They found that in red blood cells infected by parasites without RESA, deformability remained normal during the first 24 hours of infection. In other parasites where RESA was turned back on after being knocked out, deformability was affected just as it was by (wild type) parasites in which RESA was never knocked out.
"That the deformability changed several-fold was a big surprise," said Suresh.
Because malaria patients usually experience high fever episodes, the researchers also performed their experiments at fever temperatures (about 41 degrees Celsius), as well as normal body temperature (37 degrees Celsius). They found that RESA has a much greater impact on deformability at fever temperatures.
The research team believes that when RESA travels to the cell membrane, it binds to the cell's cytoskeleton--a scaffolding of proteins that lies just inside the cell membrane. In a paper published earlier this year, Suresh and colleagues demonstrated that healthy red blood cells' ability to deform depends on the structure of this network. (See web.mit.edu/newsoffice/2007/blood.html)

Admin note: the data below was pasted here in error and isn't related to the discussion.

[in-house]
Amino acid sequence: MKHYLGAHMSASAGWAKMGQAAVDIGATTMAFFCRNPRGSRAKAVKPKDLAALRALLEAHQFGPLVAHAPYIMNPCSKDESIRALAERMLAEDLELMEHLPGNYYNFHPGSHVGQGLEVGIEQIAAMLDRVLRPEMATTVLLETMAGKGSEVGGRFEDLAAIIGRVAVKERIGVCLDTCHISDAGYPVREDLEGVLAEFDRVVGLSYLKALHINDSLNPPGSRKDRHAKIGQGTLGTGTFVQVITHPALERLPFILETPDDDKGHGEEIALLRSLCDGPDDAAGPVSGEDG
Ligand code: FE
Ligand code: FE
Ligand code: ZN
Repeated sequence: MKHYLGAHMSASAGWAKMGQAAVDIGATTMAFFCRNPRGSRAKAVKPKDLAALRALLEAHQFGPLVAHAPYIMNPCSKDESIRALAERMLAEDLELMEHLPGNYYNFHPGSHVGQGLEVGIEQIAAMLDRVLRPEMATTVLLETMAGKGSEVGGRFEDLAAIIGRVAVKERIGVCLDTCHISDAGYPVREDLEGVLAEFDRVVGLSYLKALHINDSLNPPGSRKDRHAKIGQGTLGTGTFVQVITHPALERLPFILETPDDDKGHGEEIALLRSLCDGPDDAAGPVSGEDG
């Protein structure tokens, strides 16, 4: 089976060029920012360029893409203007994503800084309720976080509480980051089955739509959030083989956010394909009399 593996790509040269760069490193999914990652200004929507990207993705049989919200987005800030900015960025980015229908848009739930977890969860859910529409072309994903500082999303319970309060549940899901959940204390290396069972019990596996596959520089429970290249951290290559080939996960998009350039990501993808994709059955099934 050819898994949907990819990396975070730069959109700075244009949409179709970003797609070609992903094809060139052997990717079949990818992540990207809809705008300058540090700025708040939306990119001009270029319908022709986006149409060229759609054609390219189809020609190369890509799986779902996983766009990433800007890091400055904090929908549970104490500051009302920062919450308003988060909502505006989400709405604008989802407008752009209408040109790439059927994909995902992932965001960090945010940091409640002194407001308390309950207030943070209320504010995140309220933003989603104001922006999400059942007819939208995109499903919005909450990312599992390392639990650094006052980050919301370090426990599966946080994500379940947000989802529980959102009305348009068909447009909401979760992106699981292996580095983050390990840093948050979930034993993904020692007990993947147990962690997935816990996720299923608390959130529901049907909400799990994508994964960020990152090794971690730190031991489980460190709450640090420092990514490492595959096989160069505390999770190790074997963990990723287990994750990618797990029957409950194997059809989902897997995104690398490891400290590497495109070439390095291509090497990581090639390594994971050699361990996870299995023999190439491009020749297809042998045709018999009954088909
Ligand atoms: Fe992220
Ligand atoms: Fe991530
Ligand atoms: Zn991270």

When the bonds in the protein network are broken, holes open up in the cytoskeleton, allowing the cell to become more fluidic and squeeze through narrow passages. But when RESA binds to the network, it likely interferes with the proteins' ability to break and form bonds with each other, decreasing deformability, according to Suresh. In an unrelated parallel study, researchers at the New York Blood Center and their collaborators have recently identified specific sites in the red cell cytoskeleton to which RESA binds.
In future studies, the researchers plan to study the effects of proteins produced by the malaria parasite during later stages of infection. They also plan to look at whether the RESA protein plays any role in why another strain of the malaria parasite, Plasmodium vivax, is less lethal than P. falciparum.